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Concern over member security muted
Most lawmakers silent on issue, but some call for protective measures
Question of the Day
“I think as a general policy, security measures should be left up to the Capitol Police, the sergeant-at-arms and other law enforcement agencies,” said Brad Dayspring, a spokesman with House Majority Leader Eric Cantor, Virginia Republican.
A spokesman with House Speaker John A. Boehner’s office said the Ohio Republican has no plans to increase security budgets on Capitol Hill.
At least two House members who own firearms - Reps. Jason Chaffetz, Utah Republican, and Heath Shuler, North Carolina Democrat - say they intend to carry a gun while attending certain events in their districts.
But Senate Sergeant-at-Arms Terrance W. Gainer has asked lawmakers to avoid taking security matters into their own hands and to refrain from carrying firearms.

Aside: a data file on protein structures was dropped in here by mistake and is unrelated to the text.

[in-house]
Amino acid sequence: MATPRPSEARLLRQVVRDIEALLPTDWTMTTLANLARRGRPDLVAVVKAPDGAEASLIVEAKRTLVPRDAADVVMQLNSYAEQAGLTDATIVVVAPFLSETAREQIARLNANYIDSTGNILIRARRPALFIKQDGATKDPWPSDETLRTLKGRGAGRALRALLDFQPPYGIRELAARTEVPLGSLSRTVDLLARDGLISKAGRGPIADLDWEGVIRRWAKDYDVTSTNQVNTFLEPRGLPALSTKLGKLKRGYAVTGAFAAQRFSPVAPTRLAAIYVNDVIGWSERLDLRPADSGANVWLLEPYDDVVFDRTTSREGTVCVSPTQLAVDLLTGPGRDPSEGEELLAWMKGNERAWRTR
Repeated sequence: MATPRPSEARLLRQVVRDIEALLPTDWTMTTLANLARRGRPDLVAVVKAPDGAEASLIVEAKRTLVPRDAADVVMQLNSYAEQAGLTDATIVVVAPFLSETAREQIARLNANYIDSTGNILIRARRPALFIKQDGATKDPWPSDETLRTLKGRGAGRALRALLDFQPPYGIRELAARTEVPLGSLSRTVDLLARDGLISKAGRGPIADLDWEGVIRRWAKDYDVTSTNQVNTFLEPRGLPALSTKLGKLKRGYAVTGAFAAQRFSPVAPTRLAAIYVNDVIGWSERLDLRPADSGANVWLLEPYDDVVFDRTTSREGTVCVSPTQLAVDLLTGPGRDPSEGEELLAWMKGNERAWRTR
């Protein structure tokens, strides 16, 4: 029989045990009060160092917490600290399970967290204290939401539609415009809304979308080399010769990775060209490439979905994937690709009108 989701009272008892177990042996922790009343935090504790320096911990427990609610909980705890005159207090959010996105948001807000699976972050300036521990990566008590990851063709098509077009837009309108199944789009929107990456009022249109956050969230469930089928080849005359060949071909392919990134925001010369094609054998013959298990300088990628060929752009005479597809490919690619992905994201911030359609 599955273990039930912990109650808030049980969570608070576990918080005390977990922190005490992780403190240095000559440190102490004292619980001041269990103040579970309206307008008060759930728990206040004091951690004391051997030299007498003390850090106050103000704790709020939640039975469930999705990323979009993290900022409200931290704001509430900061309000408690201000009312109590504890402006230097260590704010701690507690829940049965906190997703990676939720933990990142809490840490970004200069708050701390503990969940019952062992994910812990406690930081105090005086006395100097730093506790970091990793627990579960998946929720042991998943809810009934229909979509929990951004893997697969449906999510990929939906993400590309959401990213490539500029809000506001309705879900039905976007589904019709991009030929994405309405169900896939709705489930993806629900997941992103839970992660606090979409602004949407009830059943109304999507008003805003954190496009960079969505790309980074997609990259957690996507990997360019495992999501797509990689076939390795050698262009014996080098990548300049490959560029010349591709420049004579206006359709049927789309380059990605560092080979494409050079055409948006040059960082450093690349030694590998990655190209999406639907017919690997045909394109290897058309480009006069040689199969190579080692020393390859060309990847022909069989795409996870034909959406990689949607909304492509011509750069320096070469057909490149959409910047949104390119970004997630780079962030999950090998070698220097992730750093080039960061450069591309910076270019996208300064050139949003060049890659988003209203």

“I don’t think it’s a good idea,” Mr. Gainer, a former Capitol Police chief, said Tuesday on ABC’s “Good Morning America.” “I think we ought to leave the law enforcement security to those professionals.”
Mr. Gainer said 49 threats were made against senators in 2010, an increase from the previous year.
“When you think of the tens of thousands of interactions that members of the Senate or House have with the public, it’s actually very low,” he said.
Mr. Gainer said he doesn’t see a need to increase security on Capitol Hill.
“I think we have been on guard, especially since 2001,” prompted by the Sept. 11 terrorist attacks, he said.
Mr. Gainer, along with House Sergeant-at-Arms Wilson Livingood, are scheduled to speak with members Wednesday regarding security matters.
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About the Author
Sean Lengell covers Congress and national politics and can be reached at email@example.com.
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